Signposting to additional support and relevant organisations can be found in this link.

Postscript. Issues arising out of divorce or separation with a narcissist can often prove stressful for the couple and other family members. This article written by Dylan Watkins GP offers a useful overview for those who may be struggling.

Karin Walker & Dr Supriya McKenna are contributors to ‘Separating With Children 101’, 3rd edition (Bath Publishing, 2023).

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The Early Days Of Separation

Humans are designed to cope with many onslaughts, but change continues to prove extremely challenging. How you manage the early days of separation or divorce has the potential to set the tone for the rest of the process.

When couples separate, they are often thrown into a period of uncertainty. Identities are changing from couple to single, from mum and dad together as a family unit to mum with children and dad with children. Depending on the circumstances and who decides to leave the family home, there are many questions that arise during the early days of separation. “Will we have to sell our home?” “I haven’t worked since we had children – how will we manage financially?” “What will our friends and family think?” “How much will divorce cost?”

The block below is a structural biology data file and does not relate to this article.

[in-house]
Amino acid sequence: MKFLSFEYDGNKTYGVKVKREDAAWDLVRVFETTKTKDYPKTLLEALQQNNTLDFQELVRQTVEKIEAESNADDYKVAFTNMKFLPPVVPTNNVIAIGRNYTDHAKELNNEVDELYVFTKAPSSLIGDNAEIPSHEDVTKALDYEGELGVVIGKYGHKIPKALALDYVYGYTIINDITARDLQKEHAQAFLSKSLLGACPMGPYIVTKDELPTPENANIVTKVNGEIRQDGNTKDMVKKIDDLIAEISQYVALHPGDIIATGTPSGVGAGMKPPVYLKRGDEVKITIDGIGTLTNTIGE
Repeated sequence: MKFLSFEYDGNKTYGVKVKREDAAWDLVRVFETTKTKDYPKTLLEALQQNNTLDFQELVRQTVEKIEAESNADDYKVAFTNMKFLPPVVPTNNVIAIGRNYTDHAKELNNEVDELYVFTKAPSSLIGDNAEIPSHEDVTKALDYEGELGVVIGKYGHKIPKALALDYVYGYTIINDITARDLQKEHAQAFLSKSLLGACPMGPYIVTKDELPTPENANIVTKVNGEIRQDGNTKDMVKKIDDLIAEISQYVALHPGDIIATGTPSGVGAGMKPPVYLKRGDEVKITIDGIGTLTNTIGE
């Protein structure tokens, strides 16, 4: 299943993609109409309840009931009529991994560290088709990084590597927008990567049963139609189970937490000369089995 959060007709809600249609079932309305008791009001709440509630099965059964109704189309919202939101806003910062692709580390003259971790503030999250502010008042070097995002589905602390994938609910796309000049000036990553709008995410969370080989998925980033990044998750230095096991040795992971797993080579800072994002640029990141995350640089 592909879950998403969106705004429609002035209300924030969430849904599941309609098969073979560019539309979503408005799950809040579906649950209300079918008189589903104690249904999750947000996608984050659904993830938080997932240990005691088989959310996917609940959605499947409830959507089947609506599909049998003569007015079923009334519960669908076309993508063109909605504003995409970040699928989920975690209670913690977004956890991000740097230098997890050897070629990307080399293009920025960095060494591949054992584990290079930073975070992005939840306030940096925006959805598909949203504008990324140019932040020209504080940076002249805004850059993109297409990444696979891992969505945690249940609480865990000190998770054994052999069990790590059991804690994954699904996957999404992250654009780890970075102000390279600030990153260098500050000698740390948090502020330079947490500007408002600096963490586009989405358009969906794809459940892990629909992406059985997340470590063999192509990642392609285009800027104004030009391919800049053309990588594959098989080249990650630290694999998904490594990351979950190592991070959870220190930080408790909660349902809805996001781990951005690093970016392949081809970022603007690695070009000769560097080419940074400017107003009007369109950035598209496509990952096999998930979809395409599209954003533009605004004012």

“Will I cope on my own?” There seems to be so much to sort out both practically and emotionally and it comes at a time when at least one of you will be ‘all over the place’ emotionally due to the loss you are experiencing. This can make decision-making seem impossible. Who wants to agree the practicalities of legal issues and more importantly organise the children when they are devastated, angry and confused by loss? It can turn otherwise rational, clear-thinking mums and dads into what appears to be belligerent, stubborn, unreasonable people.

Take Your Time!

In those early days of separation or divorce, take your time if you can. Seek support from friends, family and professionals. Try not to make any big decisions too quickly.
Bear in mind that communication problems with your ex and all the pressures on family life you are now experiencing, like for many separating couples, will get better with time. It’s important to recognise that you and your ex will more than likely be in very different emotional places at the moment; different stress levels and anxieties will be making communication difficult. Taking the time to sometimes do nothing, to not react, give things a day or two, can prove very useful techniques.
What you have to remember is that if you have children, your ex is always going to be part of your life. That can be hard to take on board when you are feeling hurt and angry. If you can find a way to communicate with each other that focuses on the children, you will all benefit in the years to come.